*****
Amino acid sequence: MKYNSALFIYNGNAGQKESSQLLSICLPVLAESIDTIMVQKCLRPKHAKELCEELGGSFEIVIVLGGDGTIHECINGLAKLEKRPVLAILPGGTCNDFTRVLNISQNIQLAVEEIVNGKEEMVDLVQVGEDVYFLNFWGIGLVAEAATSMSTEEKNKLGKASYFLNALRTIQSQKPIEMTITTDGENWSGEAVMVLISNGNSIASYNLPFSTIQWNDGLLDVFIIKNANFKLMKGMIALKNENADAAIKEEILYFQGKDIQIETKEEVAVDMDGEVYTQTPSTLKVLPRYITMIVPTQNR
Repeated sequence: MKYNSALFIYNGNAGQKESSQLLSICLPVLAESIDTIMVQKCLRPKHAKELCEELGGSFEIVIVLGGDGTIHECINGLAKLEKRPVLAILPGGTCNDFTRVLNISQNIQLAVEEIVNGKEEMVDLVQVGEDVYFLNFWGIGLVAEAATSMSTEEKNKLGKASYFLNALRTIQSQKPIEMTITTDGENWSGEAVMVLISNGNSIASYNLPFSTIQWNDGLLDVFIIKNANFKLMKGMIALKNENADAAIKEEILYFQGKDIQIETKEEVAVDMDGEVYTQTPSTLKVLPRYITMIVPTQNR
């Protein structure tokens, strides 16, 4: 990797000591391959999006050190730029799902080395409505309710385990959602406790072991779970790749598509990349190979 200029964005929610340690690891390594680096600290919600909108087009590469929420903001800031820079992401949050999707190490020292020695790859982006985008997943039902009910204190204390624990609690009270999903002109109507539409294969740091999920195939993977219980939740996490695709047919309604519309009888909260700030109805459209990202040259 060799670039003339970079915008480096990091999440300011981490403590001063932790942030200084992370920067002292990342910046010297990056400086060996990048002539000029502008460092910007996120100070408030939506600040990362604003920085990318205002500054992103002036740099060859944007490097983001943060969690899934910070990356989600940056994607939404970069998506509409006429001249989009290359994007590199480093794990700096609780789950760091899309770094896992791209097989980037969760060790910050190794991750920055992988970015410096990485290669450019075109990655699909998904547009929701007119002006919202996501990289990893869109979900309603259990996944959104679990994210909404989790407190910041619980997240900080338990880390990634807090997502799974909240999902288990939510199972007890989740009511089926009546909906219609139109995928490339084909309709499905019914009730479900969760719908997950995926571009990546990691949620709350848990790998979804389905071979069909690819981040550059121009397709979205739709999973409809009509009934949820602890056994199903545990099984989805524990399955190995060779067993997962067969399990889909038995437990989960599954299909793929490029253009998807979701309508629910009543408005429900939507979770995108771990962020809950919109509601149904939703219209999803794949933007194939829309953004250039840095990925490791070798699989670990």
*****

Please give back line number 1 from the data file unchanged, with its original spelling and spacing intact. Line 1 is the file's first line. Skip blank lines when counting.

Amino acid sequence: MKYNSALFIYNGNAGQKESSQLLSICLPVLAESIDTIMVQKCLRPKHAKELCEELGGSFEIVIVLGGDGTIHECINGLAKLEKRPVLAILPGGTCNDFTRVLNISQNIQLAVEEIVNGKEEMVDLVQVGEDVYFLNFWGIGLVAEAATSMSTEEKNKLGKASYFLNALRTIQSQKPIEMTITTDGENWSGEAVMVLISNGNSIASYNLPFSTIQWNDGLLDVFIIKNANFKLMKGMIALKNENADAAIKEEILYFQGKDIQIETKEEVAVDMDGEVYTQTPSTLKVLPRYITMIVPTQNR